One of the reasons I write recommendations for the books I read is because otherwise, I wouldn’t remember them. Even at the age of 30, my memory is unreliable at best, full of holes and not to be trusted with the wedding photos.
Sometimes my terrible memory is a boon. Watching movies is always a brand-new experience. I’ll express shock at a plot point, and Adam will say, “You’ve seen this before…” But to me, it’s like Kristen Wiig is tripping balls on an airplane and sneaking into first class for the first time. (Okay, maybe I can call up Bridesmaids in some detail, but it’s a glorious exception.) Am I mad at you? Not for long, probably! I forget about most arguments hours after they happen. (I know for a fact Adam has used this to his advantage on multiple occasions. It might be one of my best qualities as a wife.) In my dotage I’ll surely end up in a locked ward for the feeble-minded, but I will just as certainly not be bothered by it in the slightest, as I will be blissfully unaware of it.
Of course, other times my memory lapses are not as beneficial. When I heard David Mitchell had a new book coming out this fall, my interest was piqued because I remembered reading and LOVING his 2014 novel The Bone Clocks. Rumor had it his new book, Slade House, would have some overlap with The Bone Clocks—not exactly a sequel, but a companion piece of sorts that would provide winking references to the other book that readers of both would recognize. And it’s entirely possible that is the case.
But I can’t vouch for it.
The knowledge that I enjoyed The Bone Clocks is firm in my mind. But all of the details of it—plot, characters, themes, what exactly a “bone clock” is—all of that’s gone now, evaporated into the ether along with locker combinations, birthday parties, and last Tuesday’s dinner. Sayonara.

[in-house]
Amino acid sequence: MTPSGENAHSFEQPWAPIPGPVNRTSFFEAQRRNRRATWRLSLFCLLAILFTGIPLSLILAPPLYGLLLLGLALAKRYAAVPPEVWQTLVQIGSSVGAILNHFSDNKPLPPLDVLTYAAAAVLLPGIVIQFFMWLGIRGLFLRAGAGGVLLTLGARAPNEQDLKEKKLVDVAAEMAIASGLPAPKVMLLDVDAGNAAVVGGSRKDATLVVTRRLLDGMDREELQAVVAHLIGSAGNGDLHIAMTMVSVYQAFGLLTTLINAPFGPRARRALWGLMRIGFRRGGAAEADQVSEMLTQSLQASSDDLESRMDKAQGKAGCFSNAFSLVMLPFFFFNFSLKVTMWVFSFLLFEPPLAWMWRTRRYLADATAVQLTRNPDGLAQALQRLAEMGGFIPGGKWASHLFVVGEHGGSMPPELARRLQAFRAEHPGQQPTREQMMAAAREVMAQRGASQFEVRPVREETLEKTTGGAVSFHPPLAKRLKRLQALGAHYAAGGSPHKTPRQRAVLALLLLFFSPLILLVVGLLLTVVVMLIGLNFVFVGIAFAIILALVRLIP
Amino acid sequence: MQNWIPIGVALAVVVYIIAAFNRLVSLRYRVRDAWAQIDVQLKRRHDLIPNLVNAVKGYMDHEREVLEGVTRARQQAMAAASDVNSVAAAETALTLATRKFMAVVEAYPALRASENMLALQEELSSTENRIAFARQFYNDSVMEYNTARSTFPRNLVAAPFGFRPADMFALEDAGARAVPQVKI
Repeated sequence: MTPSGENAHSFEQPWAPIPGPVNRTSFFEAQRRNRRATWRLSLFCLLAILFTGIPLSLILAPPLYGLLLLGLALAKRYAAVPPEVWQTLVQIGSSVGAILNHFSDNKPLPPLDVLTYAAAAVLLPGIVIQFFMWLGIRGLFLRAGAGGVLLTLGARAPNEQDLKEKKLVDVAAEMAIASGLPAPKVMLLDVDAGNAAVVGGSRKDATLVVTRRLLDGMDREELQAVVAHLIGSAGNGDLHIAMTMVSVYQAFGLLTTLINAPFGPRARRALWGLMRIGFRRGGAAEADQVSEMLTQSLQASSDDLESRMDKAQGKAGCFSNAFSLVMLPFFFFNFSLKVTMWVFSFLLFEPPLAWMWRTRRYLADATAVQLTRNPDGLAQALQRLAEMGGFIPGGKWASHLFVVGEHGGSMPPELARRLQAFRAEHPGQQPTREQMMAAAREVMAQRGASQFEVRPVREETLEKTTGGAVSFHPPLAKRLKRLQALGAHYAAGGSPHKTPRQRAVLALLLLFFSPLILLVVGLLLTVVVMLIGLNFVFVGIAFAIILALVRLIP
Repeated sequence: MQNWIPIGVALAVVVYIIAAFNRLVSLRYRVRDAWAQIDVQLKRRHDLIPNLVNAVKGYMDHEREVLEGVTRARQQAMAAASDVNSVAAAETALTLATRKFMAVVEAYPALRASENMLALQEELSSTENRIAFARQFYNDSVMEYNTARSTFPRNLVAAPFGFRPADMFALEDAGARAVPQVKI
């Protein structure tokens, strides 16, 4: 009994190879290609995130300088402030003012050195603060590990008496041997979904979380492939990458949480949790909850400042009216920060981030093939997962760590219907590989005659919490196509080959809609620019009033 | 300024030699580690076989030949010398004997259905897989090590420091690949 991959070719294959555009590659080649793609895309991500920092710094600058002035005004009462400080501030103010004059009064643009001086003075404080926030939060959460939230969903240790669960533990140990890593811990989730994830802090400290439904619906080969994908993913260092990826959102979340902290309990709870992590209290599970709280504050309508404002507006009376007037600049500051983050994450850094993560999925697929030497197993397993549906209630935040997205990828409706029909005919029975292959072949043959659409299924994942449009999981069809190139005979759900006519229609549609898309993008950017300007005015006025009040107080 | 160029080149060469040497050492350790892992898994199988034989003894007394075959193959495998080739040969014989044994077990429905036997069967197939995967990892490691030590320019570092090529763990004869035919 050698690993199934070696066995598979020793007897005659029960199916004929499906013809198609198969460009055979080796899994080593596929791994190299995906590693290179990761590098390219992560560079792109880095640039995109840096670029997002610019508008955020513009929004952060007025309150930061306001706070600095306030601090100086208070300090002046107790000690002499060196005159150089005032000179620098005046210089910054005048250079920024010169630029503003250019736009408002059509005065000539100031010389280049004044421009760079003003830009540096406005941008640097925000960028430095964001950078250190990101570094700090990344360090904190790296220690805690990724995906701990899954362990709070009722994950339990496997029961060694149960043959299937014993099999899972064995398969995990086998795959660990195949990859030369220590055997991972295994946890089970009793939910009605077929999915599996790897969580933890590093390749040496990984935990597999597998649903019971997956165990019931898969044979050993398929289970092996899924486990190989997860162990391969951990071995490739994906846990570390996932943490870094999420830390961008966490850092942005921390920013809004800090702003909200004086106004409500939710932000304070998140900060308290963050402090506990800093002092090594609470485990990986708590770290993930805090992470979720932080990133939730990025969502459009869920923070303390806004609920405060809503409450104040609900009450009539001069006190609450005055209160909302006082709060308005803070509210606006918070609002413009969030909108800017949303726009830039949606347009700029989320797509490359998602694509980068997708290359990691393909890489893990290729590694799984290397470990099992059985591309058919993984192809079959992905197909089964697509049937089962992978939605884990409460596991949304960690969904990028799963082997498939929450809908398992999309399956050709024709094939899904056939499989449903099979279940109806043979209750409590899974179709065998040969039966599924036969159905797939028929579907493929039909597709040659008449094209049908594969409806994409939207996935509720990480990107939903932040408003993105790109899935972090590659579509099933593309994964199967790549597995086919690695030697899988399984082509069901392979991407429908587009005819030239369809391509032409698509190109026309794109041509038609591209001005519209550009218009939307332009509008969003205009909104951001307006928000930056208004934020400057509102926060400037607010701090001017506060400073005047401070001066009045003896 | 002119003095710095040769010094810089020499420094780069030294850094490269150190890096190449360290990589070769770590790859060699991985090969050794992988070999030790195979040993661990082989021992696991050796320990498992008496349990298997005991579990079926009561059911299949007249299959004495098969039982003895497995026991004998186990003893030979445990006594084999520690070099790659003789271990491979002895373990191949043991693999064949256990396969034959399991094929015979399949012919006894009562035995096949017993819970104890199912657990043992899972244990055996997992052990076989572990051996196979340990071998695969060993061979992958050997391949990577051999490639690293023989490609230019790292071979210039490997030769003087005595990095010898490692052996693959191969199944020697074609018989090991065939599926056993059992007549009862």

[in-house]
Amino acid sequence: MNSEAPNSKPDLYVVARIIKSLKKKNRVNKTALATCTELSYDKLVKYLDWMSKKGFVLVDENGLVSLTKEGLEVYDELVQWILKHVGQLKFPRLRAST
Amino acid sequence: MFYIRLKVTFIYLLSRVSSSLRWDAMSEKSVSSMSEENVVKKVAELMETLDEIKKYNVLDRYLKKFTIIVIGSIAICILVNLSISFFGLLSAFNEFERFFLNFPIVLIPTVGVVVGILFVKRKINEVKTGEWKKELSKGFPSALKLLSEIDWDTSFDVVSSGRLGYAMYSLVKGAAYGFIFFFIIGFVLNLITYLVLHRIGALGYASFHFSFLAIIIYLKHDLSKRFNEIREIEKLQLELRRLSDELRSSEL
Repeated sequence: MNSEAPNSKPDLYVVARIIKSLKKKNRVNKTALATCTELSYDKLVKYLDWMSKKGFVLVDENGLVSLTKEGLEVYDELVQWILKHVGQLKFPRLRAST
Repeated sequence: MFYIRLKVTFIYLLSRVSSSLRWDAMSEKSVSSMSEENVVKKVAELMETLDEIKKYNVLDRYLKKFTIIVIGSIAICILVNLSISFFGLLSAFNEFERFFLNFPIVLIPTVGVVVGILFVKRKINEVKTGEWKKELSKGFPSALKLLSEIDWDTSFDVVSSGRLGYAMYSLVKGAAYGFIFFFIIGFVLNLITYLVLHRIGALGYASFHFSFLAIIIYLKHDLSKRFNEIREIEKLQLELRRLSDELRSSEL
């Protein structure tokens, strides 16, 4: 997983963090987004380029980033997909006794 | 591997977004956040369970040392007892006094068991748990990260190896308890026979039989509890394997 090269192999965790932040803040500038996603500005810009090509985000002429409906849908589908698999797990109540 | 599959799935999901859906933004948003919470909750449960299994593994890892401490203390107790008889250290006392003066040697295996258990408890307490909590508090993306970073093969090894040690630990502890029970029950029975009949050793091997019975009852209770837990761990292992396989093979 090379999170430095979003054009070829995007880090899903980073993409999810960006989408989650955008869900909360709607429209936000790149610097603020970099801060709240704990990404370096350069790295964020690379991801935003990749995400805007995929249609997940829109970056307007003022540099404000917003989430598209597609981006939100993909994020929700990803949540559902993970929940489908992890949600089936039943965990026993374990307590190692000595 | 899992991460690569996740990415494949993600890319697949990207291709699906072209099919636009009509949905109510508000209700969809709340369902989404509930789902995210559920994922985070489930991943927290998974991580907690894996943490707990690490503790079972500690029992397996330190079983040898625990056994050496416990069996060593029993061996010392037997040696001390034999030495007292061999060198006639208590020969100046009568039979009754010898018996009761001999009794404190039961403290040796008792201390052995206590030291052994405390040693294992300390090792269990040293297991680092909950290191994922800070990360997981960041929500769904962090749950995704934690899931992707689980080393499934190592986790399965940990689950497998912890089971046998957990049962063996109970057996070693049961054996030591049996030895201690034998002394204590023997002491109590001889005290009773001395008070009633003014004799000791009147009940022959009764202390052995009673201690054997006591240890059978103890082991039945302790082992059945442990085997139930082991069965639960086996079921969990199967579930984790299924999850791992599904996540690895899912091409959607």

The good news is, I’m proof positive that you can enjoy this book without having read The Bone Clocks first. Slade House works fine as a standalone novel. And it’s perfect for this time of year—a time-bending haunted house story heavy on sci-fi elements, just literary enough to satisfy the reader snob in me. It begins on the last Saturday of October in 1979 and proceeds forward nine years with every subsequent section, cleverly wrapping up on October 31, 2015. There are creepy twins, a sinister, looming house with an overgrown garden, and a growing list of missing persons.
The book requires a bit of patience at the beginning as the story is gearing up, or at least it did for me. It’s hard at first to know the difference between what is real and what is the narrating character’s flawed perception. It doesn’t help that the titular house has a disorienting, distorting effect on its visitors. If you stick with it, though, you’ll end up with a good little ghost story for your Halloween week. (I think. I finished the book Sunday, so at this point, who knows if I’m remembering correctly.)
With regards to Random House and NetGalley for the review copy. On sale now!